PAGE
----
From a Stephania Taladrid account of a Venezuelan family’s journey posted to the New Yorker on Thursday. This obviously happened before October, when Title 42 was expanded to allow Venezuelans to be expelled into Mexico, also.
While Yenis readied herself to cross, Alexis learned that the woman in the other group was Salvadoran; she was in the company of her four children. Each of them got in line to form a human chain across the Rio Grande.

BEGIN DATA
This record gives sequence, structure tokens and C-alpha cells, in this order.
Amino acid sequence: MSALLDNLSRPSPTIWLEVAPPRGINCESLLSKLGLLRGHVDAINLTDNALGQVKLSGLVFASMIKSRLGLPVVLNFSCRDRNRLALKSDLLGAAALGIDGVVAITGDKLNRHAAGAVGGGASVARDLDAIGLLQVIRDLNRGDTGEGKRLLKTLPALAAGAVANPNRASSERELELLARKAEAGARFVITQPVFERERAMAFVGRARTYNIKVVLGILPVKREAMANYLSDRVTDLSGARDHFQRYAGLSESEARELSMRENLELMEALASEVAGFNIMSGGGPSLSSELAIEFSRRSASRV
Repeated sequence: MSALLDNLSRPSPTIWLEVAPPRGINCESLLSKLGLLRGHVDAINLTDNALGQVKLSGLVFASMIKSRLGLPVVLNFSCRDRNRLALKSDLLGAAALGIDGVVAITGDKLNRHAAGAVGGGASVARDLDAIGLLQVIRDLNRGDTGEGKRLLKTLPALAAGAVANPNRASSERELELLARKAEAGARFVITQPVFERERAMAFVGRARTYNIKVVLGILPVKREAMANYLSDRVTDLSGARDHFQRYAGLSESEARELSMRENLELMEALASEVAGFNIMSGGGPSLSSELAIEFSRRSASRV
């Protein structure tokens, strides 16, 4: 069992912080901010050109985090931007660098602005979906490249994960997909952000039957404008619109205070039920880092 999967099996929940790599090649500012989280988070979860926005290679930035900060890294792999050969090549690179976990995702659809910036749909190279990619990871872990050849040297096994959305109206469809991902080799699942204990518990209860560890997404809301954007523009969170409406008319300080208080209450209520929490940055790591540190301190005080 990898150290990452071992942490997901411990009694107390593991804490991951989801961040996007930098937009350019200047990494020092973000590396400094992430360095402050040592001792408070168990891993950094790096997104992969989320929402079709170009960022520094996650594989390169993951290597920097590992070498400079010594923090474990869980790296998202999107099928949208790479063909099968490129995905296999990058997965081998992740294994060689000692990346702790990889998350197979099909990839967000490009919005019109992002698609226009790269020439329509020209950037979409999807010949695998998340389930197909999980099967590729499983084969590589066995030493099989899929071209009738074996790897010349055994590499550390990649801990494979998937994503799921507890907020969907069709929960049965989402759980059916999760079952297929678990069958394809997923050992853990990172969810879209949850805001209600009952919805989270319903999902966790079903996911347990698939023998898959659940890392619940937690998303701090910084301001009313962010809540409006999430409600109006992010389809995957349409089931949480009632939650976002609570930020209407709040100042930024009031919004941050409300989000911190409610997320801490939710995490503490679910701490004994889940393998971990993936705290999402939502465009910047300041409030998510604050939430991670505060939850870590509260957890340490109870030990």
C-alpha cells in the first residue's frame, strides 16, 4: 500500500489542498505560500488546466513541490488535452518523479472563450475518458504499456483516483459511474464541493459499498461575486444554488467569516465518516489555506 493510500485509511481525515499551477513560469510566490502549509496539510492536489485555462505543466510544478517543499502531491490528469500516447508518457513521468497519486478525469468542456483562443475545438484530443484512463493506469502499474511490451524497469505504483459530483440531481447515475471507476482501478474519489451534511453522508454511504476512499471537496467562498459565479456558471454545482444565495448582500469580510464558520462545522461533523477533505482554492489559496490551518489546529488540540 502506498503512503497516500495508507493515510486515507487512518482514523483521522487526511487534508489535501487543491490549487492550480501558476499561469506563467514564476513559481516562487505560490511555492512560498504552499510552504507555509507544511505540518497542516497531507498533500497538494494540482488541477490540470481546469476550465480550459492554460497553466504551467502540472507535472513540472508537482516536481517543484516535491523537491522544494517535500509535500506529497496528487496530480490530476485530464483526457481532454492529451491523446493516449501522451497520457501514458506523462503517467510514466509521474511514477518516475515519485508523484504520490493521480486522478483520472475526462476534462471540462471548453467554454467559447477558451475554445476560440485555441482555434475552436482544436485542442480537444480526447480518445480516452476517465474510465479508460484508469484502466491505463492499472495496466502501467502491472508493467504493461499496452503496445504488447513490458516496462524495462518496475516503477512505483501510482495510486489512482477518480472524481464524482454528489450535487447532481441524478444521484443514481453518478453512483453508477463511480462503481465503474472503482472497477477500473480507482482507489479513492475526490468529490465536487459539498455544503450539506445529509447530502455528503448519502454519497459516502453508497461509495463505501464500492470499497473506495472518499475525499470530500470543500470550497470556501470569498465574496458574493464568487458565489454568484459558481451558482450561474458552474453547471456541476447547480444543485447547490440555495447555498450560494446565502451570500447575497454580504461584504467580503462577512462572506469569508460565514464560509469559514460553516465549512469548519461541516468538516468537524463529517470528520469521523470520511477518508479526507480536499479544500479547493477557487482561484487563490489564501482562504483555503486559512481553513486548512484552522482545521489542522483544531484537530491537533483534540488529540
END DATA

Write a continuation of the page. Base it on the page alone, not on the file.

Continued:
Once in the water, Yenis turned her back on the current to minimize its impact on her belly. There was an islet mid-river, where she paused to regain her breath, and everyone else huddled around her. It was there that the Salvadoran woman confided that she needed a favor. She had heard that Salvadoran adults, unlike Venezuelans, were not being let into the U.S. Like Alexis and Yenis, she and her children had been through too much to risk deportation, so she needed her son and daughters to make the final leg of the trip on their own. The couple exchanged glances, unable to utter a single word—they felt enough responsibility already with Diana and their unborn child. But, before they could say no, the woman began to wade in the opposite direction. “Me los cuidan, por favor,” she said—“Please, take care of them.”